An Analysis Of Stephen Crane's 'When The Prophet'

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All life is surrounded by good and bad, right and wrong, the great and the terrible; however, no poem quite encapsulates the questioning of black and white like Stephen Crane’s “When the prophet...” does. This poem expertly discusses the problematic nature of the world in which there is not a moral right or wrong, and in which there are many more ambiguous areas in the world than are first perceived. The first line depicts the focus of the poem, which is the prophetic protagonist who is described as being “a complacent fat man” (line 1). This plays upon the stereotype of a self-indulgent man of god who claims to be better than all others around him, yet the selfish and arrogant behaviors in his personality lead him to be so hedonistic that his physical appearance suffers from his extravagences. This is an obvious criticism of religious charlatans that often sought monetary gains from “prophetic” information, such as when the Roman…show more content…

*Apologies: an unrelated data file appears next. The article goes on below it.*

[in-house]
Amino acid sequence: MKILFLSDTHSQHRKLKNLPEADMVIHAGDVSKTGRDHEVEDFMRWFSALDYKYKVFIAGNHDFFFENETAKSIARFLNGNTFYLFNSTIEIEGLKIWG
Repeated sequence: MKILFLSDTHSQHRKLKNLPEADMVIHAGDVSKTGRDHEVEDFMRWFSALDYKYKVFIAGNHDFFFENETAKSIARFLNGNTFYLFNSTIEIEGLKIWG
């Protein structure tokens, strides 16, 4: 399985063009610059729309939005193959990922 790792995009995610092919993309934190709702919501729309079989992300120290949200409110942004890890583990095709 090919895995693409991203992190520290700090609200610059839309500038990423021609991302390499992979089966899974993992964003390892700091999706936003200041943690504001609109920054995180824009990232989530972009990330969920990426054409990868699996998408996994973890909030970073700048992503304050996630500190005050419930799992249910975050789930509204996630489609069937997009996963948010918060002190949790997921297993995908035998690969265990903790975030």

There cannot possibly be a definitive “right” and “wrong” because there are so many different cultures, standards, and religious ideals that counteract one another, and there is no way to tell between moral “good” and “bad” because the views on both of those social constructs are based off of perspective. There is no way to tell someone that they were right or wrong to questions regarding moral standing, because every facet depends on a person’s upbringing and their personal bias. This poem is truly a brilliant work for being able to convey this message in a simple conglomeration of six lines, of which there are merely thirty four words and only one character. “When the prophet...” by Stephen Crane beautifully illustrates the conflict between good and evil, and condemns the religious entities that perpetrate the notion that such boundaries exist within a mortal
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